Welcome to this presentation on peer reviews of development co-operation policies ansd practices conducted by the Development Assistance Committee. This presentation is intended primarily for civil society organisations. We hope this presentation will give you a better understanding of what peer reviews are and how they can be a useful tool in your advocacy, influencing and accountability work with government and citizens.
During this presentation, we will look at four main topics: WHY DAC Peer reviews were introduced WHAT do they assess and what can you find in a peer review report HOW are peer reviews carried out and what are the opportunities for CSOs to engage in the process HOW do peer reviews influence donor behaviour
Before we present the DAC peer reviews, it is important to introduce briefly what the DAC is. The goal of the DAC is : to promote development co-operation and other policies so as to contribute to sustainable development, including pro-poor economic growth, poverty reduction, improvement of living standards in developing countries, and a future in which no country will depend on aid. The DAC is open to countries that 1) have appropriate strategies, policies and institutional frameworks for development co-operation, 2) have an accepted measure of effort (e.g. ODA/GNI ratio over 0.20% or ODA volume above USD 100 million), 3) have established a system of performance monitoring and evaluation. The DAC is widening its circle by including participants – significant providers who do not have the full status of members (UAE, Kuwait) The DAC members currently (January 2018) are: Australia, Austria, Belgium, Canada, the Czech Republic, Denmark, the European Union, Finland, France, Germany, Greece, Hungary, Iceland, Ireland, Italy, Japan, Korea, Luxembourg, the Netherlands, New Zealand, Norway, Poland, Portugal, the Slovak Republic, Slovenia, Spain, Sweden, Switzerland, the United Kingdom and the United States.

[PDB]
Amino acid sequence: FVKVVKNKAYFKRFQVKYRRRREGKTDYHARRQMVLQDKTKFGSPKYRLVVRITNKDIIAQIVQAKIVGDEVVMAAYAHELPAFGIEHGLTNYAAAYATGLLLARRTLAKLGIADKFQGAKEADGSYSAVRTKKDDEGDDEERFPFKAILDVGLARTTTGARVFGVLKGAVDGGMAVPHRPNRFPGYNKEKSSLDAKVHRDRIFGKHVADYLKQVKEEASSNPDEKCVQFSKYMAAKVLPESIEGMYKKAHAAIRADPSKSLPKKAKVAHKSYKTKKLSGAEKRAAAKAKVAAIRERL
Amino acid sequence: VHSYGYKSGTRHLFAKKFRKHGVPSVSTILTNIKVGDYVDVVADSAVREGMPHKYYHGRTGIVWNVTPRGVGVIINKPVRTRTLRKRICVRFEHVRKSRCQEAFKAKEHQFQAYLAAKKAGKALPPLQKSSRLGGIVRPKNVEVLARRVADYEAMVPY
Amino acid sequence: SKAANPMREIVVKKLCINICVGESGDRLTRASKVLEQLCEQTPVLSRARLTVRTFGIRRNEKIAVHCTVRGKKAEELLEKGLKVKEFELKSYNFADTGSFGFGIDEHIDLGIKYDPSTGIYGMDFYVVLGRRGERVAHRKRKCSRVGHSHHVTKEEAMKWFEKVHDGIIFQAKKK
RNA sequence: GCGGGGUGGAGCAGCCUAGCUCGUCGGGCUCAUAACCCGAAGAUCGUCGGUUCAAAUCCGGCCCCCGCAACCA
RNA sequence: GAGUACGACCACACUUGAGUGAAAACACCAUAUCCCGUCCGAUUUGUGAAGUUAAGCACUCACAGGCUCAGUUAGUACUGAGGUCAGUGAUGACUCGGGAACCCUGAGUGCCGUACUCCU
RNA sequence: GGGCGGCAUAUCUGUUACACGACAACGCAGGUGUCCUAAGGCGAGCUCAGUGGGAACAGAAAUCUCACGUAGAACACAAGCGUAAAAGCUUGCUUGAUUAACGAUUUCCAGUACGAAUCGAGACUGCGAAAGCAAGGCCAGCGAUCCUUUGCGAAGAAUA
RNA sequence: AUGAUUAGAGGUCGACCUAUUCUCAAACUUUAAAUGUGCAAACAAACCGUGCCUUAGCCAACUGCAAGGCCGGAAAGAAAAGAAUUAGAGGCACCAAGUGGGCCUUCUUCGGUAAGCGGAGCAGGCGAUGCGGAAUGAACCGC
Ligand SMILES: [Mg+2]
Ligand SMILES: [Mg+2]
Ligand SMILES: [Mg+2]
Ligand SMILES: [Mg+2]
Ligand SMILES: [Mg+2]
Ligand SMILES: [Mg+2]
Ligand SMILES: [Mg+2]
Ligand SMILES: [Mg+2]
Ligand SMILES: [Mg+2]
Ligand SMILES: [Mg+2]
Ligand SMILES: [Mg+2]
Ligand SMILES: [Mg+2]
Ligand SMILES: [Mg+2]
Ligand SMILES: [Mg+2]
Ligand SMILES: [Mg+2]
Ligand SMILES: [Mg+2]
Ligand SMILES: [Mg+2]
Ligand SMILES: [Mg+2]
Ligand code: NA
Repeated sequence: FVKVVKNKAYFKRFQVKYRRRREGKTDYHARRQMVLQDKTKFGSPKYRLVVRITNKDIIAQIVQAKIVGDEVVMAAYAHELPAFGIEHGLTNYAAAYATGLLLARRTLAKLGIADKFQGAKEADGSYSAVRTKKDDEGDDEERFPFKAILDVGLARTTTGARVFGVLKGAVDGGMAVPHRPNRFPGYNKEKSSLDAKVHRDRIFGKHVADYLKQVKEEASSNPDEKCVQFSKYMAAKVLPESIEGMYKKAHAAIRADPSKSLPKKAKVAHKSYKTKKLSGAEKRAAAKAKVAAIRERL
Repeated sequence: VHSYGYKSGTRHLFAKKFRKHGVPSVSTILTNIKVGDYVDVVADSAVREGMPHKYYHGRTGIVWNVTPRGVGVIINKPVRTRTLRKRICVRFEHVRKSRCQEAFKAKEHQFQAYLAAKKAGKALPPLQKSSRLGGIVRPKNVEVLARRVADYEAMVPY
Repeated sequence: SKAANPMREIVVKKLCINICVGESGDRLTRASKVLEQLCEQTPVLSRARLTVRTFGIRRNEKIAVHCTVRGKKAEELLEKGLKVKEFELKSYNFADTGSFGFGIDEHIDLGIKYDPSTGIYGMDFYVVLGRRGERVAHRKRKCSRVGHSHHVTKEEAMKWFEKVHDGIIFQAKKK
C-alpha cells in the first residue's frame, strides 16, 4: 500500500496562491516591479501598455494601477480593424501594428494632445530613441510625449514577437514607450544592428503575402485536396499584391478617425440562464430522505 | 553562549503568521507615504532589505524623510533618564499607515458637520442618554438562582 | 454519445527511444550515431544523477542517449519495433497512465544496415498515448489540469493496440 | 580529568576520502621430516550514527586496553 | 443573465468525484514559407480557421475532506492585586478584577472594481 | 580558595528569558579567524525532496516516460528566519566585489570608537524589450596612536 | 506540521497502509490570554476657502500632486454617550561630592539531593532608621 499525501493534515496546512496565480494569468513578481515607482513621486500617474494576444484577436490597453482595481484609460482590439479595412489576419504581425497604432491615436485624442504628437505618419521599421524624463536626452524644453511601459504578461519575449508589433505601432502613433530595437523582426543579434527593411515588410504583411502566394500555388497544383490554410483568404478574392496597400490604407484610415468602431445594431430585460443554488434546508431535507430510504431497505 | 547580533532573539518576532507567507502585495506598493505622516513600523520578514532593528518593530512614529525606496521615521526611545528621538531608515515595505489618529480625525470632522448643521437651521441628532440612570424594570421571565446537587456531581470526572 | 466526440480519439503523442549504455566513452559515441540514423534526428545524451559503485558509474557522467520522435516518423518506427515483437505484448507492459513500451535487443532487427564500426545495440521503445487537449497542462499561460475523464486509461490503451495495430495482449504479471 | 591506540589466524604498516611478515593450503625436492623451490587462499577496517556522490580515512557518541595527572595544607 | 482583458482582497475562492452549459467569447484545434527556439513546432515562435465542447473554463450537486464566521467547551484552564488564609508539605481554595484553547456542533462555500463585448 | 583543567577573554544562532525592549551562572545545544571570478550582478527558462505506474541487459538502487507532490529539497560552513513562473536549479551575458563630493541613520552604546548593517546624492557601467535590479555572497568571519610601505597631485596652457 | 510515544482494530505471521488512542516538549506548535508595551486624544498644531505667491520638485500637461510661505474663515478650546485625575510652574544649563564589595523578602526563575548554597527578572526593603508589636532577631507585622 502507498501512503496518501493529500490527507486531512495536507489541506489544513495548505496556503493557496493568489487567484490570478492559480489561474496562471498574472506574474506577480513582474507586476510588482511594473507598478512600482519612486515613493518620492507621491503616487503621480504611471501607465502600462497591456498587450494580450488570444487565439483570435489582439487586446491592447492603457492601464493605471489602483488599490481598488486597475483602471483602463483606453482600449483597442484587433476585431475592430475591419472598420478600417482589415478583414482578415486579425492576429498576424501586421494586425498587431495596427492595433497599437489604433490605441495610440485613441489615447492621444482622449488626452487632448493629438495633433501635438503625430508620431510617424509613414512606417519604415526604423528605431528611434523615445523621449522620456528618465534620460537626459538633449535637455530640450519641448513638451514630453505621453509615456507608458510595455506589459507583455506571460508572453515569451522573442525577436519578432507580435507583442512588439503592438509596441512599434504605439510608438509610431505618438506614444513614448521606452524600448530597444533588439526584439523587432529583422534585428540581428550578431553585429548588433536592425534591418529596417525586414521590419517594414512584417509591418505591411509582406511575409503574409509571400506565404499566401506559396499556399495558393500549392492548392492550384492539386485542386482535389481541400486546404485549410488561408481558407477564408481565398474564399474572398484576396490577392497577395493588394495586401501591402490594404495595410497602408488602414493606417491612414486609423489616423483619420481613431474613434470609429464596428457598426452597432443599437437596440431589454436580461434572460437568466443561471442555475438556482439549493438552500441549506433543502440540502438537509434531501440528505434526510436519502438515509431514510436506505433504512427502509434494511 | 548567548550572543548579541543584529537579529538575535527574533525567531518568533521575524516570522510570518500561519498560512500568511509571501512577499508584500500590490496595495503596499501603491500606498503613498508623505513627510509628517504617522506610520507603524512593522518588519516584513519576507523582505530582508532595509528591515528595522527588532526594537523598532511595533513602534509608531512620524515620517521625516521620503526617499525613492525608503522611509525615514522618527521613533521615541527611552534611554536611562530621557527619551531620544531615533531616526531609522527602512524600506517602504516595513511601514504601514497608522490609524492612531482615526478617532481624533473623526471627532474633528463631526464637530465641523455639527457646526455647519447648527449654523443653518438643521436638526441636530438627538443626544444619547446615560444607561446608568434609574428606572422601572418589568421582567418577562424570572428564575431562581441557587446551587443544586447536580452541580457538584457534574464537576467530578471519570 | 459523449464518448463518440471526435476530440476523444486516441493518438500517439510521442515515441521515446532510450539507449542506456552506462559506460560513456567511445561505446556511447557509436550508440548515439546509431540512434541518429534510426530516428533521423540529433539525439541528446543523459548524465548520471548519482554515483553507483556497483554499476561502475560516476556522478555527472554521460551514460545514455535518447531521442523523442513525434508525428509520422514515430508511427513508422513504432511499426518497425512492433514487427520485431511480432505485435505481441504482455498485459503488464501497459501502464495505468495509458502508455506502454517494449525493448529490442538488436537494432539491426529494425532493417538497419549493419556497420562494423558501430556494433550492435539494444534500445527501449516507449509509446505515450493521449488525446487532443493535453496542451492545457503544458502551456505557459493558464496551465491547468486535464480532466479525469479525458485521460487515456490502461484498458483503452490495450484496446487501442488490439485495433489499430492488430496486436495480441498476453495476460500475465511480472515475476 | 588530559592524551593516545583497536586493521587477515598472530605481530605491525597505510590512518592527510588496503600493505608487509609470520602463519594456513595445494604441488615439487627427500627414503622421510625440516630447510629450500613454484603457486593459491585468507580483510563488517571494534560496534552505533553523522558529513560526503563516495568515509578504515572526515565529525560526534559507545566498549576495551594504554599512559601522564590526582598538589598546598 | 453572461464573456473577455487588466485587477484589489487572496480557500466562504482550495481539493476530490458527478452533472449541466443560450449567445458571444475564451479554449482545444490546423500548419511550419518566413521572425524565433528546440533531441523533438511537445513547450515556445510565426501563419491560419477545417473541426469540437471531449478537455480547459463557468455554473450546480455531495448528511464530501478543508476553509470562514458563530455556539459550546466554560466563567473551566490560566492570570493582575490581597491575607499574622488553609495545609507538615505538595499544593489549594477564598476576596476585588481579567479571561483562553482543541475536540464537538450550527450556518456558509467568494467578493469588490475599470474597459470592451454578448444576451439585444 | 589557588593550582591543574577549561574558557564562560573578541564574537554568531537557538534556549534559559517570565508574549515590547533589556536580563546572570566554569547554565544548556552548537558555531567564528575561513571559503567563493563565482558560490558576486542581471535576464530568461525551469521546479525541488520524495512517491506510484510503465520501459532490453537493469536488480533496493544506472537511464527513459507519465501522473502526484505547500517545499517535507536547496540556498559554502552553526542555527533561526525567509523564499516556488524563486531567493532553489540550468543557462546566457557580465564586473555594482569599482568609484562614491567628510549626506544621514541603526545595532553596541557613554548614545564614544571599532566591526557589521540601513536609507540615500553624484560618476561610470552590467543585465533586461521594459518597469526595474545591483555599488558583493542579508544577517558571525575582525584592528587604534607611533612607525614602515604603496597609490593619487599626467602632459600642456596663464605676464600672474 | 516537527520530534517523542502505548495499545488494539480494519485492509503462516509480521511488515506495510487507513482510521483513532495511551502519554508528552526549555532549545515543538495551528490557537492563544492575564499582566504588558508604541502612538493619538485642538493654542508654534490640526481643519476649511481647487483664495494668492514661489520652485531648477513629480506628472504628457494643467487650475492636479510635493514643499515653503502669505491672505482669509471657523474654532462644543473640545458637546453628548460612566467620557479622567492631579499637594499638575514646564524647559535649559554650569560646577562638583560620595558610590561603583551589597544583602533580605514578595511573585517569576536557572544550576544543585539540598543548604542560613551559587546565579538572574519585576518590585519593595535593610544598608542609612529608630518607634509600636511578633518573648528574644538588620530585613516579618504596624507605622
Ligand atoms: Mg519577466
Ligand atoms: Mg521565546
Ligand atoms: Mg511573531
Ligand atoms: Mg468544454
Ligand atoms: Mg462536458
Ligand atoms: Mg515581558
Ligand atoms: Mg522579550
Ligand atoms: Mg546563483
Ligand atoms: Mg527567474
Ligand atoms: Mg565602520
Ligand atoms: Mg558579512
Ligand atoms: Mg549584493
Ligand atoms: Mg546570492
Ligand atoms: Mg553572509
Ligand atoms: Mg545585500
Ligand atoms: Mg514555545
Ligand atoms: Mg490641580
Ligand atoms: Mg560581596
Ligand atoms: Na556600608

DAC peer reviews date from 1962, soon after the establishment of the committee. Their objective is to: Improve the quality and effectiveness of development co-operation policies Promote good development partnerships for better impact on poverty reduction and sustainable development The DAC has evolved greatly and so have the reviews. In 1962, the report comprised a letter from the DAC chair to the reviewed country following a discussion in the committee. Today, there is a full and transparent process with a report shared on the OECD website. The Peer Reviews are the only forum today that regularly examines key bilateral development co-operation systems and offers constructive commentary for their reform.
So how do we meet the objectives set for the reviews? The analytical framework for assessing performance is revised regularly to keep it up-to-date. Revisions take into account: The changing development landscape such as the increased engagement of the private sector or non-traditional donors New international commitments such as the 2030 Agenda, the Paris agreement or the Addis Ababa Agenda for Action on financing development Emerging issues such as the humanitarian development nexus All changes to the analytical framework – called the peer review reference guide - are approved by the DAC